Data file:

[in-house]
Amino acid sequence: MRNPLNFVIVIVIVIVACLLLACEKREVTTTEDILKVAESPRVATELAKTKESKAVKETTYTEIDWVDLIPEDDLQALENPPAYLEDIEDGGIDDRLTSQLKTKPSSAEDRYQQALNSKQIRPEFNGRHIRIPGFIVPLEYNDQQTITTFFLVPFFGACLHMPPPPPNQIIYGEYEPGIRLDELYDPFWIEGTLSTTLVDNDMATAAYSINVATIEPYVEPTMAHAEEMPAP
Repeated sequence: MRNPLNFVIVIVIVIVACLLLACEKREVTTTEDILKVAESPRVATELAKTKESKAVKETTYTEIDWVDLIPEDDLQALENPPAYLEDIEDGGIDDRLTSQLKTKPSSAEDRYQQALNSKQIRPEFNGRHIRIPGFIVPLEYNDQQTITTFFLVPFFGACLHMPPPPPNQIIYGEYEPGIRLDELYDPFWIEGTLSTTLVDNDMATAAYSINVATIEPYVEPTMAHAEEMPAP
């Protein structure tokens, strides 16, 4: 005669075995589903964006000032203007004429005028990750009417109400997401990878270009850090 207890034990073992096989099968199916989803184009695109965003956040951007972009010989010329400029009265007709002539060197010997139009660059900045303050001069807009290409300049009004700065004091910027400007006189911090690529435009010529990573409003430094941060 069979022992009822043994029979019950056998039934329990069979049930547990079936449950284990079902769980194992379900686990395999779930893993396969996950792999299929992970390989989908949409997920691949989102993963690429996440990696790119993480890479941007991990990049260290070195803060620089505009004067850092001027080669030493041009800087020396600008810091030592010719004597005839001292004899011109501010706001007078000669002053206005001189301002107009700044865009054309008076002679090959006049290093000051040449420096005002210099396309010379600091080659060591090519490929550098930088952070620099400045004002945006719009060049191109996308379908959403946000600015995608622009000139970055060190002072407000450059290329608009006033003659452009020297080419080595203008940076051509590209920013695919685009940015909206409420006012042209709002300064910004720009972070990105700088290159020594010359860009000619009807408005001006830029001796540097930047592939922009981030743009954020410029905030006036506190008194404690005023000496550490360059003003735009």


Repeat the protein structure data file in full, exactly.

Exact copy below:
[in-house]
Amino acid sequence: MRNPLNFVIVIVIVIVACLLLACEKREVTTTEDILKVAESPRVATELAKTKESKAVKETTYTEIDWVDLIPEDDLQALENPPAYLEDIEDGGIDDRLTSQLKTKPSSAEDRYQQALNSKQIRPEFNGRHIRIPGFIVPLEYNDQQTITTFFLVPFFGACLHMPPPPPNQIIYGEYEPGIRLDELYDPFWIEGTLSTTLVDNDMATAAYSINVATIEPYVEPTMAHAEEMPAP
Repeated sequence: MRNPLNFVIVIVIVIVACLLLACEKREVTTTEDILKVAESPRVATELAKTKESKAVKETTYTEIDWVDLIPEDDLQALENPPAYLEDIEDGGIDDRLTSQLKTKPSSAEDRYQQALNSKQIRPEFNGRHIRIPGFIVPLEYNDQQTITTFFLVPFFGACLHMPPPPPNQIIYGEYEPGIRLDELYDPFWIEGTLSTTLVDNDMATAAYSINVATIEPYVEPTMAHAEEMPAP
């Protein structure tokens, strides 16, 4: 005669075995589903964006000032203007004429005028990750009417109400997401990878270009850090 207890034990073992096989099968199916989803184009695109965003956040951007972009010989010329400029009265007709002539060197010997139009660059900045303050001069807009290409300049009004700065004091910027400007006189911090690529435009010529990573409003430094941060 069979022992009822043994029979019950056998039934329990069979049930547990079936449950284990079902769980194992379900686990395999779930893993396969996950792999299929992970390989989908949409997920691949989102993963690429996440990696790119993480890479941007991990990049260290070195803060620089505009004067850092001027080669030493041009800087020396600008810091030592010719004597005839001292004899011109501010706001007078000669002053206005001189301002107009700044865009054309008076002679090959006049290093000051040449420096005002210099396309010379600091080659060591090519490929550098930088952070620099400045004002945006719009060049191109996308379908959403946000600015995608622009000139970055060190002072407000450059290329608009006033003659452009020297080419080595203008940076051509590209920013695919685009940015909206409420006012042209709002300064910004720009972070990105700088290159020594010359860009000619009807408005001006830029001796540097930047592939922009981030743009954020410029905030006036506190008194404690005023000496550490360059003003735009």